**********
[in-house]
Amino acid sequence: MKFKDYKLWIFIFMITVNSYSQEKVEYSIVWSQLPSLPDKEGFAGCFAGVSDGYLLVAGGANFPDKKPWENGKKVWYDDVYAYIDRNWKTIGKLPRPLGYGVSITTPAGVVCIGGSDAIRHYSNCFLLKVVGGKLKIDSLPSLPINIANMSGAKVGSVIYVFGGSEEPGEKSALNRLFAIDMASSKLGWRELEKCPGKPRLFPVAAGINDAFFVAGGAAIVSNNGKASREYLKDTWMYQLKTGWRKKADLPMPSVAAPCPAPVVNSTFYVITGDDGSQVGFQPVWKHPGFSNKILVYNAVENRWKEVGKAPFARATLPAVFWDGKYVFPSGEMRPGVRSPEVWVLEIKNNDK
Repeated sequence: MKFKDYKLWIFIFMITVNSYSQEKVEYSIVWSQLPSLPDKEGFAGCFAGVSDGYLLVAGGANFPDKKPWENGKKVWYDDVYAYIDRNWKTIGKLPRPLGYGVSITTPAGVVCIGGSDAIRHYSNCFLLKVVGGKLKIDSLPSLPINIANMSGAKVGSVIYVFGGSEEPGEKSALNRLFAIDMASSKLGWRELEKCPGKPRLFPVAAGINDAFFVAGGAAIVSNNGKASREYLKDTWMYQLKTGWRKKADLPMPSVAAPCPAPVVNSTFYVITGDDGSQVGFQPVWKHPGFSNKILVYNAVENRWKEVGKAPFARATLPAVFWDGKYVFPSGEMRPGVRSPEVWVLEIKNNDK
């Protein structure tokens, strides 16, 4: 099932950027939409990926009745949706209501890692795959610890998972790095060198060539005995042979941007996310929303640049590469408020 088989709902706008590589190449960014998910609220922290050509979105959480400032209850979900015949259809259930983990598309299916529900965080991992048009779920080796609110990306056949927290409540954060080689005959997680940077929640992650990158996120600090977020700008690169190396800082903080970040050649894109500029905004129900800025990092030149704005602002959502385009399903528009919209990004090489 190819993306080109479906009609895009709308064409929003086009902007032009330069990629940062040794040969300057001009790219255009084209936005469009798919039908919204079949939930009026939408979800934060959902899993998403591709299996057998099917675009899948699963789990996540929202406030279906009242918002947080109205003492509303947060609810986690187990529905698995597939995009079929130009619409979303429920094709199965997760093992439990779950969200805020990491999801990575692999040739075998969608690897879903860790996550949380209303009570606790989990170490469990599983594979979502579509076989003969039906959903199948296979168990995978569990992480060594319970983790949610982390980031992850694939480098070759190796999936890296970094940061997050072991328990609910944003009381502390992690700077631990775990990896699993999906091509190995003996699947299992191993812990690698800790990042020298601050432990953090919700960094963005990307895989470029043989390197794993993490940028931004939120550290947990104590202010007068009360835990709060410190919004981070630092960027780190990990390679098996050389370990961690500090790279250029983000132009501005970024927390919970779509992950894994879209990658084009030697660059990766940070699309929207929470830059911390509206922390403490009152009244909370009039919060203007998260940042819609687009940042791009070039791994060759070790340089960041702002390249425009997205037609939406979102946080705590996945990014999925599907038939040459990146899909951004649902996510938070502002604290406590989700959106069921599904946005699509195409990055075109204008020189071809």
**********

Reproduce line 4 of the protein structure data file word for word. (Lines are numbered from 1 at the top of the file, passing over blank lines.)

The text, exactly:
């Protein structure tokens, strides 16, 4: 099932950027939409990926009745949706209501890692795959610890998972790095060198060539005995042979941007996310929303640049590469408020 088989709902706008590589190449960014998910609220922290050509979105959480400032209850979900015949259809259930983990598309299916529900965080991992048009779920080796609110990306056949927290409540954060080689005959997680940077929640992650990158996120600090977020700008690169190396800082903080970040050649894109500029905004129900800025990092030149704005602002959502385009399903528009919209990004090489 190819993306080109479906009609895009709308064409929003086009902007032009330069990629940062040794040969300057001009790219255009084209936005469009798919039908919204079949939930009026939408979800934060959902899993998403591709299996057998099917675009899948699963789990996540929202406030279906009242918002947080109205003492509303947060609810986690187990529905698995597939995009079929130009619409979303429920094709199965997760093992439990779950969200805020990491999801990575692999040739075998969608690897879903860790996550949380209303009570606790989990170490469990599983594979979502579509076989003969039906959903199948296979168990995978569990992480060594319970983790949610982390980031992850694939480098070759190796999936890296970094940061997050072991328990609910944003009381502390992690700077631990775990990896699993999906091509190995003996699947299992191993812990690698800790990042020298601050432990953090919700960094963005990307895989470029043989390197794993993490940028931004939120550290947990104590202010007068009360835990709060410190919004981070630092960027780190990990390679098996050389370990961690500090790279250029983000132009501005970024927390919970779509992950894994879209990658084009030697660059990766940070699309929207929470830059911390509206922390403490009152009244909370009039919060203007998260940042819609687009940042791009070039791994060759070790340089960041702002390249425009997205037609939406979102946080705590996945990014999925599907038939040459990146899909951004649902996510938070502002604290406590989700959106069921599904946005699509195409990055075109204008020189071809």